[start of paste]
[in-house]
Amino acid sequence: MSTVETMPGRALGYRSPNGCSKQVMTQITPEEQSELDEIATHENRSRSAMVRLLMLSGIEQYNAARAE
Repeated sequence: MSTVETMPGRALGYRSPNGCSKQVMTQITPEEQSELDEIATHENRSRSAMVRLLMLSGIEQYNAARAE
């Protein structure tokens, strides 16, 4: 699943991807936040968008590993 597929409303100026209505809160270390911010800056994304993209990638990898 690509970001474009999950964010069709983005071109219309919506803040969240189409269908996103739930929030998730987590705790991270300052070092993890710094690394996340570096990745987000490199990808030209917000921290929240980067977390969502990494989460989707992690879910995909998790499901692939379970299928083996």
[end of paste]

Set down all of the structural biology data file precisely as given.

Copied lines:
[in-house]
Amino acid sequence: MSTVETMPGRALGYRSPNGCSKQVMTQITPEEQSELDEIATHENRSRSAMVRLLMLSGIEQYNAARAE
Repeated sequence: MSTVETMPGRALGYRSPNGCSKQVMTQITPEEQSELDEIATHENRSRSAMVRLLMLSGIEQYNAARAE
């Protein structure tokens, strides 16, 4: 699943991807936040968008590993 597929409303100026209505809160270390911010800056994304993209990638990898 690509970001474009999950964010069709983005071109219309919506803040969240189409269908996103739930929030998730987590705790991270300052070092993890710094690394996340570096990745987000490199990808030209917000921290929240980067977390969502990494989460989707992690879910995909998790499901692939379970299928083996």